This is where Volume 16 of the newly-packaged 17-volume series ends, leaving one volume for the final, highly-anticipated showdown. Boy, was I excited. I had been foraging through the second-hand bookstores for a couple of months leading up to this, but the Jojo books moved pretty fast, and Volume 17 never made an appearance. After finishing 16, I had to give in and head to the first-hand stores. However, a quick round of every bookstore in Kyoto revealed that it was not in any store. In fact, none of the books of Part 3 were in any store. There was a big 8-17 gap in every selection. Why was this?
A little research produced the answer – in 1993, a short animated series was produced, covering only the second half of Part 3. Why on earth they decided to only animate one section – let alone only half of it – is beyond me, but that’s what they did. At one point in the story, Dio is in his mansion library, instructing one of his assassins. While talking, he is idly flipping through a book he pulls off a shelf. In the comic, this book is generic “book” – it has a blank cover, and the text inside consists of straight lines. However, in the animation, the animators decided to add more detail, and probably as a result of pulling the first “Arabic-looking text” image off Google (this is set in Egypt), ended up placing text from the Holy Quar’an in this book.
Now, this was a mistake. Obviously people are going to be upset, if the ultimate incarnation of evil is shown to be reading the Quar’an. Predictably, Muslims watching illegally translated and downloaded pirated copies of the show saw this scene, and flew into a frenzy, claiming that the animation studio, and quite possibly all of Japan, were clearly indicating that anyone who reads the Quar’an is evil, and that all Muslims are terrorists. Producing such propaganda shows that the Japanese are enemies of Islam, and as such are going to have to get a bit of jihad to prove to them just how reasonable Muslims really are, in that weird sort of counter-intuitive reasoning that the extremists have become so famous for.
The Japanese company issued an apology, an explanation, and halted production of the animation a year ago. That’s a shame, but considering the volatile situation, I can see why they’d do it. However, that should be enough. Even if the text was intended to be the Quar’an, and it was intended to imply that Dio was reading it to gain evil inspiration, then how on Earth that is supposed to extend to “all Muslims are evil” is a mystery. For starters, Dio isn’t a Muslim. He’s not Arab. He’s not even human. He’s an English vampire. I already have trouble finding that to be representative of the average Muslim. And then even if that were the average Muslim, I can’t see how it implies any more than simply “one Muslim is evil”.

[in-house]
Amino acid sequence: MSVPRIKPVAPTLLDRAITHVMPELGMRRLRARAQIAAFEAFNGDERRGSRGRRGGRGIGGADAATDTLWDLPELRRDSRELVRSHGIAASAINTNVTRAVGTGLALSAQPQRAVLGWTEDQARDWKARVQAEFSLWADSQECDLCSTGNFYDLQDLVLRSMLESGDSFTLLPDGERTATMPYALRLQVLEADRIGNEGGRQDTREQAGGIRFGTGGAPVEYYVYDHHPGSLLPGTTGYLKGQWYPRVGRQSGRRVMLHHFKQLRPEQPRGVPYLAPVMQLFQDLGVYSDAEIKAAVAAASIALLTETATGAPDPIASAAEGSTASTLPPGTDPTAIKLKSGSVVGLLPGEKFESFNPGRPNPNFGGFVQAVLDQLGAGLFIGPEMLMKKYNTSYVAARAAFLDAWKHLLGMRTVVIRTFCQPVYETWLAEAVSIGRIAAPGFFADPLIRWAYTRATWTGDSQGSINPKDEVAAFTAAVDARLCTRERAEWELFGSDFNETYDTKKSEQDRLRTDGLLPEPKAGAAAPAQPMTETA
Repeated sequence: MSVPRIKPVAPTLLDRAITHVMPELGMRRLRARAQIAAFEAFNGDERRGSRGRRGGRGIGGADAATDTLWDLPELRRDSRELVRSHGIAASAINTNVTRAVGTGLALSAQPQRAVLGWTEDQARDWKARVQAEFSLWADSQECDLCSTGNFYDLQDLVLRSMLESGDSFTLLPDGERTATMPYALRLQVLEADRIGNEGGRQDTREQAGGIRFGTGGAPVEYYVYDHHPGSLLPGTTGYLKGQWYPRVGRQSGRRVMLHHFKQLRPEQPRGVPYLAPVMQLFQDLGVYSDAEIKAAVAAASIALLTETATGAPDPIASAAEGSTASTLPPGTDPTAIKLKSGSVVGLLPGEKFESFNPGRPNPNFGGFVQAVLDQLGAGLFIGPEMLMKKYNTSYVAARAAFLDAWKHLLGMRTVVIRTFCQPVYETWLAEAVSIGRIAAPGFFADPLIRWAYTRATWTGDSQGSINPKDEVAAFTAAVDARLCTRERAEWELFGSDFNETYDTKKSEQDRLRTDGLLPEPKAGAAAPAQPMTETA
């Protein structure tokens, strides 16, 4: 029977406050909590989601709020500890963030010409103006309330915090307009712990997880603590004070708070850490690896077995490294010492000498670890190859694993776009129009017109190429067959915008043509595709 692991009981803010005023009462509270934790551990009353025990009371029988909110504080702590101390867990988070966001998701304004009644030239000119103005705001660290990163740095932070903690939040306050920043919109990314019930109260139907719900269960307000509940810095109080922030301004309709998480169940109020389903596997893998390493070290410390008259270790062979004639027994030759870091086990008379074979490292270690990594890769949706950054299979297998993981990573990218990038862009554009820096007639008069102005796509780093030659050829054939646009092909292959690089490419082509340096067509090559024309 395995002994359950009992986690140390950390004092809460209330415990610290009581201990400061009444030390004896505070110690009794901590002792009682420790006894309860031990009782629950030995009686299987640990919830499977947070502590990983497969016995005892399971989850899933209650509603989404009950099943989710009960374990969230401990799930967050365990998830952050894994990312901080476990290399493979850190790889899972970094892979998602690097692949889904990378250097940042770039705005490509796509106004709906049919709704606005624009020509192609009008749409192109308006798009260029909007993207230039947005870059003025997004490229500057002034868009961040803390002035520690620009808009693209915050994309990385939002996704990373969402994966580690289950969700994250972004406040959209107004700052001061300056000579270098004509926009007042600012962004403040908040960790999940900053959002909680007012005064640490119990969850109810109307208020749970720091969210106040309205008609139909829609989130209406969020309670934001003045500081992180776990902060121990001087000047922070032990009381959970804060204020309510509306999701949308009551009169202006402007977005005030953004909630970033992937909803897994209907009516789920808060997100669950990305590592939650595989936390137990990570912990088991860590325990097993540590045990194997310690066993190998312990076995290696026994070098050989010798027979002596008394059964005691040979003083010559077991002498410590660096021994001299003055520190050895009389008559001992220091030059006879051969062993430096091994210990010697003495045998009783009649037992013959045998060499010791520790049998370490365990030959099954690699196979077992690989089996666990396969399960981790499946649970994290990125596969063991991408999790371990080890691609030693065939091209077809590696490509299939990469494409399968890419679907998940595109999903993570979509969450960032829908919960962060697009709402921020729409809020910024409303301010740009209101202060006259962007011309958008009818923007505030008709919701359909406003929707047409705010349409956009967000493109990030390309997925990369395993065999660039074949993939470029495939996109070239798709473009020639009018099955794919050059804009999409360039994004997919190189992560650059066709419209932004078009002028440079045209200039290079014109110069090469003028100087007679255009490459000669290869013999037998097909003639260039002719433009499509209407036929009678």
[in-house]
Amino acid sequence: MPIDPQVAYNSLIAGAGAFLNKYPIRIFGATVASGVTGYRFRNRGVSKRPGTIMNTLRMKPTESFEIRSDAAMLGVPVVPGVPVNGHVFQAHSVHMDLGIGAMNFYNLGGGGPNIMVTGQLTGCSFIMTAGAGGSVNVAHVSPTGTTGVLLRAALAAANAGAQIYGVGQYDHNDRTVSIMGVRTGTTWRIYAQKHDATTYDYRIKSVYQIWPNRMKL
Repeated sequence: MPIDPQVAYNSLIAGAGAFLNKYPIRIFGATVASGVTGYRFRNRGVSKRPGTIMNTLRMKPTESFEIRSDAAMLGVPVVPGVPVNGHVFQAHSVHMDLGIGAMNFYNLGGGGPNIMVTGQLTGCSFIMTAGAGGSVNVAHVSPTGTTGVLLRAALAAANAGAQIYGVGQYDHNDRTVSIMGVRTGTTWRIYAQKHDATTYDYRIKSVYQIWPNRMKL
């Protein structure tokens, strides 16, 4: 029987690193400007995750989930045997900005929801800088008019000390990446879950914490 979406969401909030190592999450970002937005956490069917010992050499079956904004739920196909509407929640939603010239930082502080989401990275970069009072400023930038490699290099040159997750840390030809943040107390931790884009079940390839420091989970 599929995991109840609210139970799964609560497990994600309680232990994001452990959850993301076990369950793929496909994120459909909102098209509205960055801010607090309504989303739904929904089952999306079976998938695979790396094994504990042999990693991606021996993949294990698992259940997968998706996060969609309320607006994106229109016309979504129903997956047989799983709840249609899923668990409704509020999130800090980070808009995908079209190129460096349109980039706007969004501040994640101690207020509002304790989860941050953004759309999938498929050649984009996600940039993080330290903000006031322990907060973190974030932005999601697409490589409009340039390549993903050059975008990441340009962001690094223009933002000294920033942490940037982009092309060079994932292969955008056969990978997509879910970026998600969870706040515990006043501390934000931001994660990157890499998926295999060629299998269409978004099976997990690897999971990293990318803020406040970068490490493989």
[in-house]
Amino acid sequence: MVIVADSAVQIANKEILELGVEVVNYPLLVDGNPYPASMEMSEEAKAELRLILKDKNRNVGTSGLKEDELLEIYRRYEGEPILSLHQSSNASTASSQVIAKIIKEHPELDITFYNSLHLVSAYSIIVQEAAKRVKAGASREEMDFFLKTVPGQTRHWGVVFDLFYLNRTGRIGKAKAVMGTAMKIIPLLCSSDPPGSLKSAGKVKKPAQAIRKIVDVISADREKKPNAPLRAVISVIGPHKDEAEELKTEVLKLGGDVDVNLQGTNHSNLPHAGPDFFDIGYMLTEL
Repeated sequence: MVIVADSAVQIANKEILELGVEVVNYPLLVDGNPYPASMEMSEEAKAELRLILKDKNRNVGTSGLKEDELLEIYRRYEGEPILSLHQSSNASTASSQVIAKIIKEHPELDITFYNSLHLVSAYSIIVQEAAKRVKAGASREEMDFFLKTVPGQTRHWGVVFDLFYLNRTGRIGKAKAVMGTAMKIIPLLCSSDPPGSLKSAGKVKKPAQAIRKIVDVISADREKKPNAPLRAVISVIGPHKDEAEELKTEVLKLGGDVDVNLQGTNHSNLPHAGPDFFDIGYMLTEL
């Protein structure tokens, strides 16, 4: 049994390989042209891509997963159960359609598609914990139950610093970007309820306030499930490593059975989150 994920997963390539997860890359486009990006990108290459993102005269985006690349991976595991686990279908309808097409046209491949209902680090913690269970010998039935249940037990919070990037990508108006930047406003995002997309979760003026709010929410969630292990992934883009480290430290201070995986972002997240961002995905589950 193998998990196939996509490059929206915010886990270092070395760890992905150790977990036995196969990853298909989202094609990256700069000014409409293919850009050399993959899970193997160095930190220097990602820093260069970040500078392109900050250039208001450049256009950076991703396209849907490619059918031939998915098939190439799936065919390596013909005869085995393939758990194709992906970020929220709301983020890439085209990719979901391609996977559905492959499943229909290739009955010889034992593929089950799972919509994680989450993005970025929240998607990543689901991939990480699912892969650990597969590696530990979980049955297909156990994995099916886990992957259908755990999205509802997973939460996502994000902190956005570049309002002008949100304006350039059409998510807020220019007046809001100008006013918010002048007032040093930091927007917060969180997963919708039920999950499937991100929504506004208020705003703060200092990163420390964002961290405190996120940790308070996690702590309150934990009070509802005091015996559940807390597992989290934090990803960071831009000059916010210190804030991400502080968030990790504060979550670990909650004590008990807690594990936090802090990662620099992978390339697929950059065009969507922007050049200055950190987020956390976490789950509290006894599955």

How many religiously motivated villains have we seen in our time? Most prominently, although not exclusively, Christians. There are countless stories and movies where the main villain walks around brandishing a Bible, quoting Bible passages as he commits unspeakable acts, and justifying his actions as coming from the word of God. It’s entertainment. I can understand that in a strict Muslim country, works depicting such things would be cancelled, but to attack publishers internationally for it is, quite simply, babyish.
But, OK. The animation got cancelled. Fine. What about my books? The book in question is unreadable and unrecognisable in the comics. Why can’t I find it? A little further delving resulted in the finding that all comics of the entire Part 3 storyline were also discontinued. Why? Because apparently, in the backgrounds of some of the fight scenes, set in Egypt, there are buildings which look like they could possibly be mosques. This is of course, incredibly offensive and insulting. There are no fights, there is no violence, in any Arab country, especially not those with mosques in them. Those images you see on the news every damn day, clearly they are fabrications of the devil, and all countries spreading them are enemies of Islam, and deserve to be bombed to Hell. Or Jahannam.
What about the little guy, me, who just wants to finish reading the exciting story which he has already read 250 chapters of? Too bad? Well, luckily, there is a “revised” edition scheduled to come out in February, minus any offensive material. Pros: people get to read the (possibly altered) story. Cons: artistic integrity is not worth a damn thing.
This is what happens when you get the world’s biggest bully going up against the world’s biggest nerd. The world never evolves past the schoolyard.